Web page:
I really wanted to take my family to see Maleficent this weekend but we were way too busy. We had classes that the kids take, and they had extra classes. Then on Sunday my husband and I took a fitness class and it kicked our butts. So we went home for a quiet dinner and haven’t seen the movie. So as soon as we have enough time, maybe on Friday night or the kids to get out of school early on Wednesday maybe I could go take them then. No, I can’t do that because we can’t leave out dad, this is a family affair you know!!! We all have to go see Maleficent together.
One of the best characters in the movie is Diaval. He looks completely evil and well maybe that’s what happens when you turn a raven into a human. Maleficent saved his life when she turned him into a human, which shows you she’s not completely evil. She does however, turn him back into a raven whenever he gives her advice she doesn’t want to hear. And as they are together for 16 years, he finally get a backbone and says I don’t care what you turn me into, you needed to hear it. He’s good, he’s so good, for a moment I thought he would be the one……(I PROMISED no spoilers)
We had the opportunity to interview him as part of the Maleficent Press Junket. Here is the interview with Diaval, the conscience of Maleficent played by Sam Riley.
Q: What was it like to work on a new but yet old fable?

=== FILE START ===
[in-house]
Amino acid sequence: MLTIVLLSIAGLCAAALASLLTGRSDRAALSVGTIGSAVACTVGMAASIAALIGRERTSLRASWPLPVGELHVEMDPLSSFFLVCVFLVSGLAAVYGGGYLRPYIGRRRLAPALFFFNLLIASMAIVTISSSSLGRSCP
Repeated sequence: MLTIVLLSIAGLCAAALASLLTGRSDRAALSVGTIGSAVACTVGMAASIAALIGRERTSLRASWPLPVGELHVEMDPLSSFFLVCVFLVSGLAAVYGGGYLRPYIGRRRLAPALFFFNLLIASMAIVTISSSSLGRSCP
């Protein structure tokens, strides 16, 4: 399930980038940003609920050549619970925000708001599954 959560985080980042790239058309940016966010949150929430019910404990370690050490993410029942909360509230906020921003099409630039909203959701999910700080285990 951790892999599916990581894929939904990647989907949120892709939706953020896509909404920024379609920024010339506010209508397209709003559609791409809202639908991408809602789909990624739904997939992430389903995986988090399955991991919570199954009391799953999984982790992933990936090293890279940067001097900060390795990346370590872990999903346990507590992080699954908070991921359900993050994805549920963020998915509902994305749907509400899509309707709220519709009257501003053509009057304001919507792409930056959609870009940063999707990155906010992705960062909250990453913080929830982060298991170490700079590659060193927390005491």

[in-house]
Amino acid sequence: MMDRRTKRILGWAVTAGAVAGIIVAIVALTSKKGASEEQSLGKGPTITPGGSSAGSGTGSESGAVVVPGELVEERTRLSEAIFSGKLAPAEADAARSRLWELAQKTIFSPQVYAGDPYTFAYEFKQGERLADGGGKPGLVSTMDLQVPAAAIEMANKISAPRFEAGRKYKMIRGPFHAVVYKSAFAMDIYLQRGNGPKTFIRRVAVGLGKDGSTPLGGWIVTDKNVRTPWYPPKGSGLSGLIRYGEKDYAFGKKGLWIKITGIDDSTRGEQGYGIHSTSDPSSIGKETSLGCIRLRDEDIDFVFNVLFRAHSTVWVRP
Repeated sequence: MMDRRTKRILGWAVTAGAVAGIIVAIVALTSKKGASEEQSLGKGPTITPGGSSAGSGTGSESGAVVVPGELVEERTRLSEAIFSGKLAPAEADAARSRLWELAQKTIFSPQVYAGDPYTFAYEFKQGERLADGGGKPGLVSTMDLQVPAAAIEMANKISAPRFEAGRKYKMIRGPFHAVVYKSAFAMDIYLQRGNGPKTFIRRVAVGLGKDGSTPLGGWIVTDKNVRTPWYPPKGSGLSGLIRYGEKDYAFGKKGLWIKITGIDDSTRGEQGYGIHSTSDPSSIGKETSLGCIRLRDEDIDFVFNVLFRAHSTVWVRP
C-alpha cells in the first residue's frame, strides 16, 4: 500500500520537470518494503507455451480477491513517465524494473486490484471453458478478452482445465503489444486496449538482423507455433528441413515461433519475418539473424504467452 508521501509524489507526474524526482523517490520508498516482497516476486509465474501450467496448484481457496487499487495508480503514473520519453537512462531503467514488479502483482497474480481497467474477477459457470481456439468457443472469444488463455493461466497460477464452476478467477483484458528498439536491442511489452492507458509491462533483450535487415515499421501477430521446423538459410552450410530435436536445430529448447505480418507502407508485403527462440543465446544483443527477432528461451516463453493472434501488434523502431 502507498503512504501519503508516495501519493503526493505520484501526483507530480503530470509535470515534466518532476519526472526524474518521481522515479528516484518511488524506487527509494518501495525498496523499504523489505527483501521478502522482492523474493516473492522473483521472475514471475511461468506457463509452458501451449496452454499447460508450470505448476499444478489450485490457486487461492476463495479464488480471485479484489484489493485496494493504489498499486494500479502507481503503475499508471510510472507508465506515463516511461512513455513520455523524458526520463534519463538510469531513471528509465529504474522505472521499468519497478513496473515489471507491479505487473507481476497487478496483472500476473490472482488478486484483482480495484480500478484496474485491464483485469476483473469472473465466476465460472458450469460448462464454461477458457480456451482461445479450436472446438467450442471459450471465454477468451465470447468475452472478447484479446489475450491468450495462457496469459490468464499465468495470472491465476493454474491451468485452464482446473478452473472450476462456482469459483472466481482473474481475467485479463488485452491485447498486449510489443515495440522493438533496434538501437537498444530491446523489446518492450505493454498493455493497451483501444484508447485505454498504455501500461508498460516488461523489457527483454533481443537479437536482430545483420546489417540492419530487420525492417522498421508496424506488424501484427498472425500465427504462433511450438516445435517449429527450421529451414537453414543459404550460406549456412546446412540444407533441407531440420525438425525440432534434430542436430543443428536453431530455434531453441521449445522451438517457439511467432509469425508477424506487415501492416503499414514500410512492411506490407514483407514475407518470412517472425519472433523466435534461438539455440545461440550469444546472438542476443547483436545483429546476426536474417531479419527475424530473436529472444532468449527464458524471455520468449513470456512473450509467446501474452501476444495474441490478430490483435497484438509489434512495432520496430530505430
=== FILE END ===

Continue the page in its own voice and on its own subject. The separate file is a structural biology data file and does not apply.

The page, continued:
SR: Oh it was, it was really exciting. Most of my films are sort of independent-type cinema that not many people go and watch usually. The script was really great. I loved it and the lady who wrote it had written the Lion King as well and lots of other big, lovely Disney movies. They do a lot of remakes and rehashes of things these days, but, I thought the way they did this was really interesting. I mean, what would make a woman or a sorceress curse a little baby? It’s like one of the worst things you could possibly do. Before, everything (was) so black and white and these days, I mean, ladies are still waiting for a prince sometimes but to just lie there asleep it’s not really the modern way is it. The fact that Angelina, obviously, was going to play Maleficent was very exciting.
Q: Was there research you had to do to figure out how to get into your character? Or did you have creative license because it wasn’t something that you knew?
SR: Well I watched the old cartoon and things but it doesn’t really do very much in that. The raven always looks half asleep or something. They organized it so that they could bring in a real raven into a room about this big. I’d never seen a real raven before. I thought they were like crows but it’s like this big and it could do tricks and stuff, which is pretty scary.
When it gets its wings out it’s as long as the table or something. You know, really huge. They’re very intelligent and they’re kind of vain as well which I thought was funny. I just watched this raven in a room for awhile, just to see if anything would, like, rub off on me and, that I could steal something from it while I’m the man part of the thing. There was a really nice lady who helped me doing a movement coach. we, like, tried to copy bits of his movements. By the end of the session I was actually running around the room flapping my wings. It was horrific, yeah. She was, like, “We should film this.” So I was, like, “Under no circumstances do I ever want to see myself running around a room on YouTube going [SQUAWK].” It was awful, but it helps. ‘Cause when you do something really stupid and embarrassing at the beginning, then, you know, like when she turns me from a bird into a man at the beginning …… it makes you more relaxed, you know. I should have done it before coming in here actually.